County Watch |

County Watch

Compiled by Patrick Parkinson

Boyer Company Chief Executive Officer Steve Ostler says the firm is working diligently to close a deal to purchase more than 400 acres of land owned by The Church of Jesus Christ of Latter-Day Saints.

But Ostler wouldn’t say how much The Boyer Co. offered for the prime development property situated west of State Road 224 at Kimball Junction.

"It’s a piece of property we have been interested in for a long time," Ostler said in a telephone interview.

Summit County Commissioner Bob Richer told The Park Record the LDS Church agreed to sell the land to The Boyer Company based in Salt Lake City. But a church spokesman wouldn’t confirm whether the property has sold.

Church officials rejected a roughly $25 million offer from the Basin Open Space Advisory Committee that could have preserved the land near Utah Olympic Park.

Allowing a developer to build 800,000 square-feet of residential and commercial real estate at Kimball Junction would be a "disaster," said John Tuerff, president of Citizens Allied for Responsible Growth, a development watchdog group in Park City.

"If that doesn’t have an impact on the health, safety and welfare of this community then I can’t think of anything else that would," Tuerff said in a telephone interview. "We believe it’s a reckless and irresponsible proposal that will do great harm to this community and we will do everything in our power to oppose this proposal as it was last presented."

Gridlock already plagues the nearby intersection at Landmark Drive and S.R. 224, he explained.

"There has been more than one study that has shown that intersection on its way to being a failing intersection, an F," Tuerff said. "You can’t get off the highway because the exit ramp is backed up all the way down to [Interstate 80.] That’s a very scary experience."

Park City Fire District suggests tax hike

Taxes for the Park City Fire District have already jumped significantly but firefighters want more money.

Budget projections show a proposed 17 percent tax increase for property owners in 2008.

Homeowners in the Snyderville Basin and Park City would pay about $7.70 more per $100,000 of property value if officials approve the hike, according to the Park City Fire District.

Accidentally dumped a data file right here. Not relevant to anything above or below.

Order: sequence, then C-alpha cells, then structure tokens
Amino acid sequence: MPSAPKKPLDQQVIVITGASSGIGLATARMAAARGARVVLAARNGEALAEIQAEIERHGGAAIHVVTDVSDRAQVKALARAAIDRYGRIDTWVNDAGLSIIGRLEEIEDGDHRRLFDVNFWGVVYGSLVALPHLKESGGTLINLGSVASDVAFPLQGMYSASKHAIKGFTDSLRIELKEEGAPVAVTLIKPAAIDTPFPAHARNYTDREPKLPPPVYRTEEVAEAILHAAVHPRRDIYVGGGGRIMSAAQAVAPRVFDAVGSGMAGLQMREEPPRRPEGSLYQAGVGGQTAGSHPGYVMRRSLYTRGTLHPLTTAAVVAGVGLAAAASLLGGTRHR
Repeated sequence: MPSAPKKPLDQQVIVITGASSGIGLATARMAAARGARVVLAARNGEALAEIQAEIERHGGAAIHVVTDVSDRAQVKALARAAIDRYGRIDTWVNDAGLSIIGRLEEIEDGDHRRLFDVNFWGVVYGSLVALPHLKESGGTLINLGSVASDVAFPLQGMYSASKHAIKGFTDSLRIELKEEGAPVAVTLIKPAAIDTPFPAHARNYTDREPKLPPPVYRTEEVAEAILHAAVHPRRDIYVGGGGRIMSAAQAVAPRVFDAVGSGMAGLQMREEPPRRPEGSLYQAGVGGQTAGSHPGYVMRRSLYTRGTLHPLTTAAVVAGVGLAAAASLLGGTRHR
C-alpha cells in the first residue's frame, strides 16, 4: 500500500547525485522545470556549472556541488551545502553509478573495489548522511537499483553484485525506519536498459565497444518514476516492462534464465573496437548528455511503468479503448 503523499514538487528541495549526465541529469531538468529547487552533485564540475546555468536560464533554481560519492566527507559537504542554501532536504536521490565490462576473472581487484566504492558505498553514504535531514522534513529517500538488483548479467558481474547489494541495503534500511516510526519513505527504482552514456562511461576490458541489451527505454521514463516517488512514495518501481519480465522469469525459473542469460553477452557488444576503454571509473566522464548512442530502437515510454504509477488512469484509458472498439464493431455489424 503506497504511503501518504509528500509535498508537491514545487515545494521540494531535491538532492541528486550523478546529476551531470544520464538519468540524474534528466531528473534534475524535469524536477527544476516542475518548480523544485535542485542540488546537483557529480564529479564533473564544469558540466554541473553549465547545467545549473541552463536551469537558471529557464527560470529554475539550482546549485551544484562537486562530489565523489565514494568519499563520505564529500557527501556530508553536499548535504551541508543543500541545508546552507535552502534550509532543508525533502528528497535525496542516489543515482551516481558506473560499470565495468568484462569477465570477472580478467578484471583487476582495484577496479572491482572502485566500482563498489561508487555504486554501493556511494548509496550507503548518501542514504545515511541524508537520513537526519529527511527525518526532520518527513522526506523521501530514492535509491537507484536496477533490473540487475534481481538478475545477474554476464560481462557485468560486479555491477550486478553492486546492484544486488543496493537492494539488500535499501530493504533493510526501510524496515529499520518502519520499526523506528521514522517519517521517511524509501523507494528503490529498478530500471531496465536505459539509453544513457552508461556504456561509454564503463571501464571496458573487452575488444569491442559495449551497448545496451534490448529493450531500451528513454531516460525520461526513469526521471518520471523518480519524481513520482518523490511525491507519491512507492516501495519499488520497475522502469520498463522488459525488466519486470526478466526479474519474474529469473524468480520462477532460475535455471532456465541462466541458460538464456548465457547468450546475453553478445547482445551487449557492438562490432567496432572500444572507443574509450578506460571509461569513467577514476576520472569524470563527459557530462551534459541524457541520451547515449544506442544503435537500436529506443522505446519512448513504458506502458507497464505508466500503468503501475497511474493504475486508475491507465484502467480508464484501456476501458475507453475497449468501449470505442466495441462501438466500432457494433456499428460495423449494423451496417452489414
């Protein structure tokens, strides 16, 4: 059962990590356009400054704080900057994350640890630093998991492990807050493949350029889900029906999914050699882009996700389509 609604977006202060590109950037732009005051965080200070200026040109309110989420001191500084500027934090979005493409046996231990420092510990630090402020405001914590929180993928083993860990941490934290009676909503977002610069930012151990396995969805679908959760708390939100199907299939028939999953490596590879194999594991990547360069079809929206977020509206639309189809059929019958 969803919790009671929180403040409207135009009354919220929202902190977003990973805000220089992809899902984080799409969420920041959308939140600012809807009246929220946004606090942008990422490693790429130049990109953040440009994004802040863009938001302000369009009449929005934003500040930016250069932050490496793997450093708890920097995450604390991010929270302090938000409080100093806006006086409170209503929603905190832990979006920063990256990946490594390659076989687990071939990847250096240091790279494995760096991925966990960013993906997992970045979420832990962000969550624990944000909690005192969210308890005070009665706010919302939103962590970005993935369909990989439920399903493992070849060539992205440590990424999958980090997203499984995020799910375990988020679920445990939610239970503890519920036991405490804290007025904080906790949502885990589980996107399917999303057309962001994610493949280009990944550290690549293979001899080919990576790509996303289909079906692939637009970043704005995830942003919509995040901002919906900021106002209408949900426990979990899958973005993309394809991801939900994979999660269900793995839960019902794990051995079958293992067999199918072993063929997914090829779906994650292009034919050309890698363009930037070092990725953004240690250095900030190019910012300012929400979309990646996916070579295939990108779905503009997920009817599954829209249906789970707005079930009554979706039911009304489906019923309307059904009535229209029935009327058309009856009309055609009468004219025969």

Taxes cannot increase until fire officials conduct a truth-in-taxation hearing, which is scheduled at the fire station on Canyons Resort Drive Dec. 19 at 7 p.m.

Assisted living in Snyderville

Members of the Snyderville Basin Planning Commission acknowledged the need for assisted living for seniors but panned a proposal that includes nearly 500 housing units and 78,000 square-feet of commercial development near the bank of East Canyon Creek in Jeremy Ranch.

"Obviously, we have a need for assisted living," Planning Commissioner Kurt Danitz said.

But officials must examine the impact of the project on traffic before approving a development agreement, Danitz said.

Builders tout the Village at East Canyon Creek as full service retirement living on 30 acres of property. Last week, the developer told the Snyderville Basin Planning Commission that clustering buildings on the site would allow 70 percent of the property to remain open space.

But a small portion of the units would be priced affordably for the elderly, Planning Commissioner Kathy Kinsman said.

"I’m confused about what this project is," Kinsman lamented, adding that many units are priced at market rate. "What I’m seeing here is a small town center and I think that this is a totally inappropriate spot for it."

Last year, planning commissioners denied a plan for assisted living on Rasmussen Road mostly because of density and design issues, Summit County Planning Director Don Sargent explained.

"What is the draw to this location for supposedly assisted and senior housing?" Kinsman asked. "I don’t really understand how you can honestly say that you are preserving the viewshed corridor and enhancing it by putting all this density right there."

Danitz countered that the location near Jeremy Ranch Elementary School could be appropriate.

"Maybe even some elementary kids could go over and see their grandparents," he said.

According to Planning Commissioner Julie Hooker, "the next great challenge facing us is senior housing."

But the current proposal would bring "heavy duty impacts," Planning Commissioner Mike Washington said.

"I don’t think this is compatible with the current neighborhood plan," Washington said.

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